UN chief urges countries to back CAR peace deal

2019-02-07 15:51
UN General Secretary Antonio Guterres (File, AFP)

UN General Secretary Antonio Guterres (File, AFP)

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UN Secretary-General Antonio Guterres on Wednesday called on countries to back a peace deal signed between the government of the Central African Republic and armed groups that control most the country's territory.

The United Nations supported the talks led by the African Union that yielded the agreement reached in Sudan to end years of fighting in the strife-scarred country.

This pact between the government and 14 armed militias is the eighth since 2012 in the mineral-rich country that is one of the world's poorest and has suffered years of conflict. All the previous pacts broke down.

Congratulating the signatories, Guterres called "on neighbouring countries, regional organisations and all international partners to support the courageous steps that Central Africans have made to bring lasting peace and stability" to their country, said UN spokesperson Stephane Dujarric.

The United Nations will assist the country "at this critical stage" and "encourages all stakeholders to live up to their commitments in the implementation period," he added.

The Central African Republic (CAR) has been struggling to recover from the bloodletting that erupted when President Francois Bozize, a Christian, was overthrown in 2013 by mainly Muslim Seleka rebels.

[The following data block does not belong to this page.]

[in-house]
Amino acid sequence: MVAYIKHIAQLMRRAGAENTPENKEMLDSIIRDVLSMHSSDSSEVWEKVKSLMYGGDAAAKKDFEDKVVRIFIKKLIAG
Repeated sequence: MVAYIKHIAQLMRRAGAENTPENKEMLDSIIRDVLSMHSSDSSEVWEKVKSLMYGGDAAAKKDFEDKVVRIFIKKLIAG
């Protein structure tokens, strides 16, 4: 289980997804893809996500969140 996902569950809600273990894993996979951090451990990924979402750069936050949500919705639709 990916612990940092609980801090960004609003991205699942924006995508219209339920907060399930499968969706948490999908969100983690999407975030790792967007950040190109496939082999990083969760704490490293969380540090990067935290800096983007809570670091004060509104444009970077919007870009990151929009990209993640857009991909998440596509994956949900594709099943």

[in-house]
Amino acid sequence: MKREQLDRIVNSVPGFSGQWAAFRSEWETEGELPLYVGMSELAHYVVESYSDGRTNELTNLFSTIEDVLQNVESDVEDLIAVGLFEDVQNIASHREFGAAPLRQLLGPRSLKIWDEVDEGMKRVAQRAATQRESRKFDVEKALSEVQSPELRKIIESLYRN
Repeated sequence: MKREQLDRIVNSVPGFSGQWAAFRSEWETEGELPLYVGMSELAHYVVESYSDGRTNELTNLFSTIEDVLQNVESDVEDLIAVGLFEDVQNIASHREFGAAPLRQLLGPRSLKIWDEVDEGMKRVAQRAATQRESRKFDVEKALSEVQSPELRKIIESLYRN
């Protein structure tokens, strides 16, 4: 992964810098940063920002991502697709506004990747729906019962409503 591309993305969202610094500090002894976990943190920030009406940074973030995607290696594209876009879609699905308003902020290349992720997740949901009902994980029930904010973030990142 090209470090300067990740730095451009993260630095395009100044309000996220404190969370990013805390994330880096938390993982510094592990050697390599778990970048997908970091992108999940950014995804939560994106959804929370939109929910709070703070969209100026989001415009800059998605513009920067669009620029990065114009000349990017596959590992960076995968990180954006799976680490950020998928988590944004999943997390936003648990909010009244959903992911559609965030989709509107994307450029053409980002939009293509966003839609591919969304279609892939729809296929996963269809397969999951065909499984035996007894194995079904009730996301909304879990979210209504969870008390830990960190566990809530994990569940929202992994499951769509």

Former colonial ruler France intervened militarily under a UN mandate, pushing the Seleka from power, and a 12 000-strong UN peacekeeping mission, known as MINUSCA, was established to help restore stability.

The armed groups control about 80% of the CAR.

At a signing ceremony in Bangui on Wednesday, African Union Commission chief Moussa Faki Mahamat said implementation of the deal would be challenging and warned that "this must not be the umpteenth agreement" that fails to bring peace to CAR.

Guterres also announced the appointment of Mankeur Ndiaye of Senegal to be his new envoy to CAR, replacing Parfait Onanga-Anyanga who held the post since August 2015.

The conflict has left thousands dead and forced a quarter of the population of 4.5 million from their homes. The rural exodus, the UN warned last year, could drive the country into famine.

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